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A role of peripheral myelin protein 2 in lipid homeostasis of myelinating Schwann cells.
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Publication types: Journal Article ; Research Support, Non-U.S. Gov't Publication Status: ppublish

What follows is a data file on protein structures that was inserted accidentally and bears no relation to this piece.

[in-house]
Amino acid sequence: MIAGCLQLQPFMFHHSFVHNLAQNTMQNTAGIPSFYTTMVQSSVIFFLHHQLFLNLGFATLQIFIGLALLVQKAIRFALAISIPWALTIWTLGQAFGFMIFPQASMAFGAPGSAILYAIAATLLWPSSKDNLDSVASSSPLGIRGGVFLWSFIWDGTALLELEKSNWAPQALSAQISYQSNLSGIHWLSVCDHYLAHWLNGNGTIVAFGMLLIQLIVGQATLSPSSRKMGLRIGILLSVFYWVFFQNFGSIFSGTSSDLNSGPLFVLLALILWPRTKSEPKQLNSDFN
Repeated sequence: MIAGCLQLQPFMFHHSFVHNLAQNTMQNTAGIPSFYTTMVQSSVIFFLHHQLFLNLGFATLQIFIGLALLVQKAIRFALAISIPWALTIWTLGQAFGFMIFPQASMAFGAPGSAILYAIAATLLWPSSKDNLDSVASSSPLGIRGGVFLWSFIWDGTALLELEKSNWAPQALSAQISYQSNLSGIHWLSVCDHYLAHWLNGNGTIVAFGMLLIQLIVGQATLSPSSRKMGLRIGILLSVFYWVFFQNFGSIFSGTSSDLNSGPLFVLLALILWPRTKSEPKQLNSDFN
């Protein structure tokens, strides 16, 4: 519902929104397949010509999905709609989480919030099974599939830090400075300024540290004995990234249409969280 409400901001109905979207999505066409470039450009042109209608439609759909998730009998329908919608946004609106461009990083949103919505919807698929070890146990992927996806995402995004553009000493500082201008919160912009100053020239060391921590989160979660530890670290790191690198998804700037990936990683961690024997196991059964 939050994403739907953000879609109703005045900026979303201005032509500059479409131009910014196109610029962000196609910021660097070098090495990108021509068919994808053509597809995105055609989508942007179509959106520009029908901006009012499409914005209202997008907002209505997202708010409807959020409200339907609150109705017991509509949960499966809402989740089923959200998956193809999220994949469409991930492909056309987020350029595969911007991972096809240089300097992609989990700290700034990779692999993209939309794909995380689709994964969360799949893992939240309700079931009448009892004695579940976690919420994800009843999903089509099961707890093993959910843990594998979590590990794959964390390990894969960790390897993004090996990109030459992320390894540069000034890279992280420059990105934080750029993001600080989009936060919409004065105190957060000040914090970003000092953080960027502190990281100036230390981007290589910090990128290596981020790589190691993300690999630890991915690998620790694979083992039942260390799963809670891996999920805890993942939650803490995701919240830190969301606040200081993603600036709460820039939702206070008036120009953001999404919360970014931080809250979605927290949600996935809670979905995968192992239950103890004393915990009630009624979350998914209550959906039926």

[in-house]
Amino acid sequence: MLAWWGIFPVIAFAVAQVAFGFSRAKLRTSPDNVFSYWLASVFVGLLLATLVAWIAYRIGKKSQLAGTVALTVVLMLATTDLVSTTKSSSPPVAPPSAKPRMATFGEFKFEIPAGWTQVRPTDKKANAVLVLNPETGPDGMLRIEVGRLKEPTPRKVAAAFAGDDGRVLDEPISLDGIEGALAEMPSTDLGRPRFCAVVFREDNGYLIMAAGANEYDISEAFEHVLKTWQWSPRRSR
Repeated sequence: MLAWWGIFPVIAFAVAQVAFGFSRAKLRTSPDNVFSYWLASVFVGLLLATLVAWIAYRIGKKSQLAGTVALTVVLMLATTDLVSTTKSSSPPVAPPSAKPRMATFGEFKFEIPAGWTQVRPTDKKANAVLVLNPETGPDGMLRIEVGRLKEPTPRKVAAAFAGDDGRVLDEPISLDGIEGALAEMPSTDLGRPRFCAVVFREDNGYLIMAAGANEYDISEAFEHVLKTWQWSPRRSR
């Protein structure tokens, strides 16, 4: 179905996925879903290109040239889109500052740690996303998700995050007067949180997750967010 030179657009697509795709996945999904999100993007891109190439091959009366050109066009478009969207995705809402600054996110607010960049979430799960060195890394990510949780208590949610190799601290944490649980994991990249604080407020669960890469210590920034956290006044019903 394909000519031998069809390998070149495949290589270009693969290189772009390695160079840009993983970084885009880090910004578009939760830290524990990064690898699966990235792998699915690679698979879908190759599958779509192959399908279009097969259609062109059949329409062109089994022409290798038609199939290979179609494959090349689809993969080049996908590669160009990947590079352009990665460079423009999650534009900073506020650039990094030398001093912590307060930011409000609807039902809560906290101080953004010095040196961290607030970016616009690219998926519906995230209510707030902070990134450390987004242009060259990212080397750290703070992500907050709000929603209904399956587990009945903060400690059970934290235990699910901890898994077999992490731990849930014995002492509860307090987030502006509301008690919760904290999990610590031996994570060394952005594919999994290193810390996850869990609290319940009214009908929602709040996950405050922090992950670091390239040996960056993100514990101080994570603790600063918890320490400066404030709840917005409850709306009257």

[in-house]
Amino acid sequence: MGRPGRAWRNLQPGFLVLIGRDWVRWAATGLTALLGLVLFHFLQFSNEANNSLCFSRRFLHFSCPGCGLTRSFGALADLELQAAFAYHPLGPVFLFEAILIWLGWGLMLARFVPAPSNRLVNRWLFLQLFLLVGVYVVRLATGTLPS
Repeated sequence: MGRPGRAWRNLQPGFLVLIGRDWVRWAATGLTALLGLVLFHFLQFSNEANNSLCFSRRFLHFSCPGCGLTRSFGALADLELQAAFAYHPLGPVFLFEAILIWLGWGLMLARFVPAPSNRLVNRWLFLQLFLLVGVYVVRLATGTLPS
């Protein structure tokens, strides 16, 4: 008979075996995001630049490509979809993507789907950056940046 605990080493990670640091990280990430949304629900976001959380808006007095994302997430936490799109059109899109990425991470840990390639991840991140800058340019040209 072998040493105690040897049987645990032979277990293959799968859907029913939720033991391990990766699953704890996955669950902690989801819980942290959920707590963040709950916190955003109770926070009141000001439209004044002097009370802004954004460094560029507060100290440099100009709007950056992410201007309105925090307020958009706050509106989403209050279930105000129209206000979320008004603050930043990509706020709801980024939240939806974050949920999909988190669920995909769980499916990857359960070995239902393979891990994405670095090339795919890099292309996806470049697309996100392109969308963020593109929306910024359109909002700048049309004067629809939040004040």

Peripheral myelin protein 2 (Pmp2, P2 or Fabp8), a member of the fatty acid binding protein family, was originally described together with myelin basic protein (Mbp or P1) and myelin protein zero (Mpz or P0) as one of the most abundant myelin proteins in the peripheral nervous system (PNS). Although Pmp2 is predominantly expressed in myelinated Schwann cells, its role in glia is currently unknown. To study its function in PNS biology, we have generated a complete Pmp2 knockout mouse (Pmp2(-/-) ). Comprehensive characterization of Pmp2(-/-) mice revealed a temporary reduction in their motor nerve conduction velocity (MNCV). While this change was not accompanied by any defects in general myelin structure, we detected transitory alterations in the myelin lipid profile of Pmp2(-/-) mice. It was previously proposed that Pmp2 and Mbp have comparable functions in the PNS suggesting that the presence of Mbp can partially mask the Pmp2(-/-) phenotype. Indeed, we found that Mbp lacking Shi(-/-) mice, similar to Pmp2(-/-) animals, have preserved myelin structure and reduced MNCV, but this phenotype was not aggravated in Pmp2(-/-) /Shi(-/-) mutants indicating that Pmp2 and Mbp do not substitute each other's functions in the PNS. These data, together with our observation that Pmp2 binds and transports fatty acids to membranes, uncover a role for Pmp2 in lipid homeostasis of myelinating Schwann cells.
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